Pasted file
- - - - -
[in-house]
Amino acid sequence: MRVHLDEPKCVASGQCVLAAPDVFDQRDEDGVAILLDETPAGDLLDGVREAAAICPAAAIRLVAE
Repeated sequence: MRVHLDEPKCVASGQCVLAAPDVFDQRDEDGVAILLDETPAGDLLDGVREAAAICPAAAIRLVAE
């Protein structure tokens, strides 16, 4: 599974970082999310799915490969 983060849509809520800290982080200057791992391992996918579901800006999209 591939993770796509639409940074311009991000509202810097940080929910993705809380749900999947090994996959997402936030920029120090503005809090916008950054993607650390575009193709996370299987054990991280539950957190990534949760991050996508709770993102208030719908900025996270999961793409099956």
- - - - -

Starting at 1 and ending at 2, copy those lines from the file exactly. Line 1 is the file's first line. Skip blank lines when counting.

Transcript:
[in-house]
Amino acid sequence: MRVHLDEPKCVASGQCVLAAPDVFDQRDEDGVAILLDETPAGDLLDGVREAAAICPAAAIRLVAE